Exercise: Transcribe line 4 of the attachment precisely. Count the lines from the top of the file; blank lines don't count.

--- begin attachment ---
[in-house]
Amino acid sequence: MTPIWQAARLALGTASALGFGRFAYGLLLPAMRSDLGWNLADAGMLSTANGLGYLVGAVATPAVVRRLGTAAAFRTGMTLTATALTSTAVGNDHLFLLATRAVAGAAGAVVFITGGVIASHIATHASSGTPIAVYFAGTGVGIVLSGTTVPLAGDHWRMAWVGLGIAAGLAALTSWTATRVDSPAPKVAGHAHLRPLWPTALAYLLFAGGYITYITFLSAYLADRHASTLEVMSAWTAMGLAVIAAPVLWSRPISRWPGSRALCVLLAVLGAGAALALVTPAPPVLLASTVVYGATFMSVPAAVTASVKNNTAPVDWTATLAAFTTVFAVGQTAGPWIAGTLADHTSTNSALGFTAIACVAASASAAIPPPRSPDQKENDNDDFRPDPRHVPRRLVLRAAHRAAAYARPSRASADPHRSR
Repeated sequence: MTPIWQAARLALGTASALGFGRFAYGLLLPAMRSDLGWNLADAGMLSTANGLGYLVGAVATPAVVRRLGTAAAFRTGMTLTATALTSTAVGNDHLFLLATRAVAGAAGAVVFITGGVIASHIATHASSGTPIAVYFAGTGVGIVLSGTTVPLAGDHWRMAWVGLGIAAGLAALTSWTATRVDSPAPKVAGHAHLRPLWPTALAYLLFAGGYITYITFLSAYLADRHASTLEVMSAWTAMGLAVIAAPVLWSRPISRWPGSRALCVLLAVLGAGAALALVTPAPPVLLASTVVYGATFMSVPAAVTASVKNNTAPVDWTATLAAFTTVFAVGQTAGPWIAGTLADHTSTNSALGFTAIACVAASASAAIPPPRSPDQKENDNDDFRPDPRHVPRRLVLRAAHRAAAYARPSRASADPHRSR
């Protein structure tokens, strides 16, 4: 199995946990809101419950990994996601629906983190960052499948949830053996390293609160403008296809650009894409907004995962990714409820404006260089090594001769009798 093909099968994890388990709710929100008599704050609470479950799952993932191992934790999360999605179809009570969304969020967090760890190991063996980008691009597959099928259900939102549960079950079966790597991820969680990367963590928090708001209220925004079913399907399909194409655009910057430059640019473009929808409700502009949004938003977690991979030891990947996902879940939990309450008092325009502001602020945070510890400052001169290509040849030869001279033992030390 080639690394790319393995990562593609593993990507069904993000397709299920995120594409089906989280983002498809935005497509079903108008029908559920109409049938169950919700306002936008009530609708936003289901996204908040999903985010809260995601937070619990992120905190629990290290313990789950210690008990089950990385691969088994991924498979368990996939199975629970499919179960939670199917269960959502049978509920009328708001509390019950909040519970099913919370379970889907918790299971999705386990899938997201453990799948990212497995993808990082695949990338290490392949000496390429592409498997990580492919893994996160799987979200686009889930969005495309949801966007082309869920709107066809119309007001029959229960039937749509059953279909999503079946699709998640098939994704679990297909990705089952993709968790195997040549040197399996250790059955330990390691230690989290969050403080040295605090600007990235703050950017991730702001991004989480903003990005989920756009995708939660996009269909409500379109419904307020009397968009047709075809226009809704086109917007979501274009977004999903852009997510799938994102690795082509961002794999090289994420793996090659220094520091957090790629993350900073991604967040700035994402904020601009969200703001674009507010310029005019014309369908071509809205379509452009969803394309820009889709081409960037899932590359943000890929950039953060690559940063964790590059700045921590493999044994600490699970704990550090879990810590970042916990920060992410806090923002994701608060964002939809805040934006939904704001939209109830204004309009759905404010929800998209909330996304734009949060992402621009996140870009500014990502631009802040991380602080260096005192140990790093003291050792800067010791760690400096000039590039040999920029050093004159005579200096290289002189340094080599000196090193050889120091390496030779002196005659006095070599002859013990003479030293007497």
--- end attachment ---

């Protein structure tokens, strides 16, 4: 199995946990809101419950990994996601629906983190960052499948949830053996390293609160403008296809650009894409907004995962990714409820404006260089090594001769009798 093909099968994890388990709710929100008599704050609470479950799952993932191992934790999360999605179809009570969304969020967090760890190991063996980008691009597959099928259900939102549960079950079966790597991820969680990367963590928090708001209220925004079913399907399909194409655009910057430059640019473009929808409700502009949004938003977690991979030891990947996902879940939990309450008092325009502001602020945070510890400052001169290509040849030869001279033992030390 080639690394790319393995990562593609593993990507069904993000397709299920995120594409089906989280983002498809935005497509079903108008029908559920109409049938169950919700306002936008009530609708936003289901996204908040999903985010809260995601937070619990992120905190629990290290313990789950210690008990089950990385691969088994991924498979368990996939199975629970499919179960939670199917269960959502049978509920009328708001509390019950909040519970099913919370379970889907918790299971999705386990899938997201453990799948990212497995993808990082695949990338290490392949000496390429592409498997990580492919893994996160799987979200686009889930969005495309949801966007082309869920709107066809119309007001029959229960039937749509059953279909999503079946699709998640098939994704679990297909990705089952993709968790195997040549040197399996250790059955330990390691230690989290969050403080040295605090600007990235703050950017991730702001991004989480903003990005989920756009995708939660996009269909409500379109419904307020009397968009047709075809226009809704086109917007979501274009977004999903852009997510799938994102690795082509961002794999090289994420793996090659220094520091957090790629993350900073991604967040700035994402904020601009969200703001674009507010310029005019014309369908071509809205379509452009969803394309820009889709081409960037899932590359943000890929950039953060690559940063964790590059700045921590493999044994600490699970704990550090879990810590970042916990920060992410806090923002994701608060964002939809805040934006939904704001939209109830204004309009759905404010929800998209909330996304734009949060992402621009996140870009500014990502631009802040991380602080260096005192140990790093003291050792800067010791760690400096000039590039040999920029050093004159005579200096290289002189340094080599000196090193050889120091390496030779002196005659006095070599002859013990003479030293007497």